At platform level, one's first impression of this station is another initial-system station with mediocre styling and decoration. This strangely-coloured, 1960s-vintage tile pattern, mostly split-pea tan mixed with a variety of tertiary colours, continues all the way along the platforms in the mined trainroom and up the considerable length of the escalator to the street-level ticket hall.
The station is saved from being boring by two things. The first is the wonderful and symbolic mural commemorating the great uprising of 1837. The central panel of the mural commemorates Louis-Joseph Papineau, leader of the uprising in Lower Canada (now Quebec), and occupies the wall at the end of the bridge leading to the Angrignon platform. The other two murals, on the walls between the tunnel vault and the ceiling on either side of the bridge, make up a timeline of the rebellion's events.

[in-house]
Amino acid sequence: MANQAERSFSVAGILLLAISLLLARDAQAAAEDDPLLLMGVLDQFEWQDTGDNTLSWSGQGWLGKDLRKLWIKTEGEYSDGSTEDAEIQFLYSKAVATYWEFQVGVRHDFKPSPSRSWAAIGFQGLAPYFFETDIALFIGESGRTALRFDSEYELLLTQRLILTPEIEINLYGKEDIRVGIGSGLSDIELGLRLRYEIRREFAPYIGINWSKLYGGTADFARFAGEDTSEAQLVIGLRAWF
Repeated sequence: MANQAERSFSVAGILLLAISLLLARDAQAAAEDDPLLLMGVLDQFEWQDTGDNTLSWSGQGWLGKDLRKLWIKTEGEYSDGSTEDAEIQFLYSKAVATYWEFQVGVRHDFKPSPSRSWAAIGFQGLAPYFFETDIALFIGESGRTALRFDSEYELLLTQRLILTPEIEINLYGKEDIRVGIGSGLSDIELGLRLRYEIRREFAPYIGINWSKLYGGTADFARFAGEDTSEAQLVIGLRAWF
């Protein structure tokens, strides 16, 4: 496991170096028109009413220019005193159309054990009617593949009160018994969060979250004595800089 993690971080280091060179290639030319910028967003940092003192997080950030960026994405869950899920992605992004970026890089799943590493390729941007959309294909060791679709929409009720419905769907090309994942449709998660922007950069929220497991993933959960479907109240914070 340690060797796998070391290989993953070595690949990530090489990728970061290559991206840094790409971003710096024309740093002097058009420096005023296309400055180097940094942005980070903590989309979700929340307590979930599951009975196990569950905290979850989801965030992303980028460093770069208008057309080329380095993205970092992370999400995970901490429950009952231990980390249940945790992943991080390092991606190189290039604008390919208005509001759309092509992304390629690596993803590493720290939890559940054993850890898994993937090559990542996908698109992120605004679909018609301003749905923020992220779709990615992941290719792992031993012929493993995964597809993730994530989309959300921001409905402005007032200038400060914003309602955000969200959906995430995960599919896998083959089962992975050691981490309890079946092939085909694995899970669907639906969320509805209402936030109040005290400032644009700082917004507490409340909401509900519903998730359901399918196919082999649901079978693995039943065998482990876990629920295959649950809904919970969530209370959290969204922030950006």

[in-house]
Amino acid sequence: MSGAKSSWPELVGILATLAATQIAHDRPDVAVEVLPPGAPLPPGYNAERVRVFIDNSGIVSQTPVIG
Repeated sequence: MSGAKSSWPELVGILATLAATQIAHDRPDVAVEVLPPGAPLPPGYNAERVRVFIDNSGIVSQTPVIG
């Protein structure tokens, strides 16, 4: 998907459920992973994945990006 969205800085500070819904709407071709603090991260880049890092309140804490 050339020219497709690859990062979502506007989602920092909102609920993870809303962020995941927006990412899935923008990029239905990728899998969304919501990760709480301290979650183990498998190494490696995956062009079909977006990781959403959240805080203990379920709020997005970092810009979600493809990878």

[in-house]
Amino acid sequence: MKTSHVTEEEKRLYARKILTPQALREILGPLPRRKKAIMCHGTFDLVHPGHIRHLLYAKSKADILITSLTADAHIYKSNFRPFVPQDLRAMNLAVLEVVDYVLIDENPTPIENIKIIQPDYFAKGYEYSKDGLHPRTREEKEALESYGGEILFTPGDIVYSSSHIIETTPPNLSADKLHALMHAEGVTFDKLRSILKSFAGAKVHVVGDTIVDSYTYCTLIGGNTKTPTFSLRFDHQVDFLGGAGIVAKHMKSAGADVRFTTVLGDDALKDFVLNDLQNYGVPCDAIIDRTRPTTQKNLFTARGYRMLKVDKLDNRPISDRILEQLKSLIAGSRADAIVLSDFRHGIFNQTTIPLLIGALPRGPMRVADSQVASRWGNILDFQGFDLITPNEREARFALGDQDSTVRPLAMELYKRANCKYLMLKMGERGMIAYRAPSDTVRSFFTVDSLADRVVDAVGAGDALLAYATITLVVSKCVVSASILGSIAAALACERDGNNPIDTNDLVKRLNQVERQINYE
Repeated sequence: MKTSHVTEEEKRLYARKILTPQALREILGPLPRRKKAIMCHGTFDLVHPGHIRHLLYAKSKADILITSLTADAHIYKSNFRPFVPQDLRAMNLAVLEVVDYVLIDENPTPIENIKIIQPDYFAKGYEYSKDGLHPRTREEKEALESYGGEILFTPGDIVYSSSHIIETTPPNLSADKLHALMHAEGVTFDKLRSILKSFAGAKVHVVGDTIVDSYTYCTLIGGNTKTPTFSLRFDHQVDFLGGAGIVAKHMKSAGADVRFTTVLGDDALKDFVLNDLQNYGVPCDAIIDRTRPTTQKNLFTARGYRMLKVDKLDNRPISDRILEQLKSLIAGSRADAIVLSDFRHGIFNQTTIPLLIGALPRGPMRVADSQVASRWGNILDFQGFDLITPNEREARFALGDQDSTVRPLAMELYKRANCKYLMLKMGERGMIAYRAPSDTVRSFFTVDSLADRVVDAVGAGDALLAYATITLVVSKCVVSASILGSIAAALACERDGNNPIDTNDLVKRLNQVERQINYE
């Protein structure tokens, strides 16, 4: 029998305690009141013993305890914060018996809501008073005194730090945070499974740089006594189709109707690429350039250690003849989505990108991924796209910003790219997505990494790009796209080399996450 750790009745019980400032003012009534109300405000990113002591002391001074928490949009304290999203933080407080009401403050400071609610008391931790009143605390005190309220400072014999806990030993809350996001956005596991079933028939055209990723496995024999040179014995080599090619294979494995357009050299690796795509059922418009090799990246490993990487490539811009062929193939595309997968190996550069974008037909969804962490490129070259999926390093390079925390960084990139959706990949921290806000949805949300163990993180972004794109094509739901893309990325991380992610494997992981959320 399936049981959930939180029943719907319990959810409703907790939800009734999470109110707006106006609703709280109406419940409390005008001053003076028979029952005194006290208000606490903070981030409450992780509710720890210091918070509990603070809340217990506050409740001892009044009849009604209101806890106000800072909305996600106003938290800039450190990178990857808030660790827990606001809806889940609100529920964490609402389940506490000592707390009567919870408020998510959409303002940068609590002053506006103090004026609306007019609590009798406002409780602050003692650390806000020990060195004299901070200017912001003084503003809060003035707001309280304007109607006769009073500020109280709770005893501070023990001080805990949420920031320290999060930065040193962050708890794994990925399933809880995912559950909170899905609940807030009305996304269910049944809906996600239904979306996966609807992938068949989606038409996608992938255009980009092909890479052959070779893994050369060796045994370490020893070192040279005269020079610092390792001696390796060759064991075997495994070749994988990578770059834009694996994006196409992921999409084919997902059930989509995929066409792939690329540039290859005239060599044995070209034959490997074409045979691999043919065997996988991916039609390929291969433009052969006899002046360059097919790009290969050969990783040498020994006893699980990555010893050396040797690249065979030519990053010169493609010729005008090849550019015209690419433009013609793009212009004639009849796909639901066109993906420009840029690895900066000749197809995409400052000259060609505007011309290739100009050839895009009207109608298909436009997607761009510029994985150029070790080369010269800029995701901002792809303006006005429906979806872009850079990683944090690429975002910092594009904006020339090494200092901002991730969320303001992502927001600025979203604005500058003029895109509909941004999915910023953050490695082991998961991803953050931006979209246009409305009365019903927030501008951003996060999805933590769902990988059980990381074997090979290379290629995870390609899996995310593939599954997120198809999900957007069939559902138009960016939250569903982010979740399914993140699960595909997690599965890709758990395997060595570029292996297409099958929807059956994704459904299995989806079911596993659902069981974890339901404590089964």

The station is also enhanced by its new post-modern entrance building, in concrete, steel, glass, and blue tiles on the inside, and by the park that surrounds it - a former parking lot that was reclaimed, planted, and decorated with a sculpture.